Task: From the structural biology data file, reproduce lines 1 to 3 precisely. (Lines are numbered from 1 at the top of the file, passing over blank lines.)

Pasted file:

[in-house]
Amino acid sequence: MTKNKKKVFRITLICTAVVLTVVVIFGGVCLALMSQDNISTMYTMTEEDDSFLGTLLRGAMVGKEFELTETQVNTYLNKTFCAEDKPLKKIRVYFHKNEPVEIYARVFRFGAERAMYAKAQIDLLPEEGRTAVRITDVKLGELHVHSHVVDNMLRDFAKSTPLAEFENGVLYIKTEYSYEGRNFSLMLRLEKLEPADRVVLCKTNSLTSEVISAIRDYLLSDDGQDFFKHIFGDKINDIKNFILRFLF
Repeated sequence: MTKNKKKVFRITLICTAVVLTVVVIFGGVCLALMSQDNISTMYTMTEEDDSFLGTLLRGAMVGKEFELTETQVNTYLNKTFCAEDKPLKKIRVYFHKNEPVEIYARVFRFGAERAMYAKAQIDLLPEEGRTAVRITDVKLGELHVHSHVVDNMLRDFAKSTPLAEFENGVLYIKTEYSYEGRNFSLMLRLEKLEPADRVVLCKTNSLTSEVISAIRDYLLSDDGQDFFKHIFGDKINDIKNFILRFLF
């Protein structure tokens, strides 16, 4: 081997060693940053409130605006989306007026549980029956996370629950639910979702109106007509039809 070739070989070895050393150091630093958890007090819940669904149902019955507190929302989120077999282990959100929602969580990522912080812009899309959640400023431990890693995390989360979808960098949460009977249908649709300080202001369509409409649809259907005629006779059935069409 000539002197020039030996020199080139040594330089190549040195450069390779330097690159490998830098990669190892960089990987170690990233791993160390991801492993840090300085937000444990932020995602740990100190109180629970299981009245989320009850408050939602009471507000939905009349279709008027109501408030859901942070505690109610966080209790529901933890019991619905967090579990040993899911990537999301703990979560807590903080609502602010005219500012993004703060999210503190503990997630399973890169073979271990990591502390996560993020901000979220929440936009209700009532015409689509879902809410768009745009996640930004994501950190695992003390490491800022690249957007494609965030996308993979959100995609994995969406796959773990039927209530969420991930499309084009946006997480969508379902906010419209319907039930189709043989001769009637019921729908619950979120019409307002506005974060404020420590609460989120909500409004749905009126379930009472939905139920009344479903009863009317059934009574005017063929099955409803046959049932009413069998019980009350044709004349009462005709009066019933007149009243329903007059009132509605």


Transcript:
[in-house]
Amino acid sequence: MTKNKKKVFRITLICTAVVLTVVVIFGGVCLALMSQDNISTMYTMTEEDDSFLGTLLRGAMVGKEFELTETQVNTYLNKTFCAEDKPLKKIRVYFHKNEPVEIYARVFRFGAERAMYAKAQIDLLPEEGRTAVRITDVKLGELHVHSHVVDNMLRDFAKSTPLAEFENGVLYIKTEYSYEGRNFSLMLRLEKLEPADRVVLCKTNSLTSEVISAIRDYLLSDDGQDFFKHIFGDKINDIKNFILRFLF
Repeated sequence: MTKNKKKVFRITLICTAVVLTVVVIFGGVCLALMSQDNISTMYTMTEEDDSFLGTLLRGAMVGKEFELTETQVNTYLNKTFCAEDKPLKKIRVYFHKNEPVEIYARVFRFGAERAMYAKAQIDLLPEEGRTAVRITDVKLGELHVHSHVVDNMLRDFAKSTPLAEFENGVLYIKTEYSYEGRNFSLMLRLEKLEPADRVVLCKTNSLTSEVISAIRDYLLSDDGQDFFKHIFGDKINDIKNFILRFLF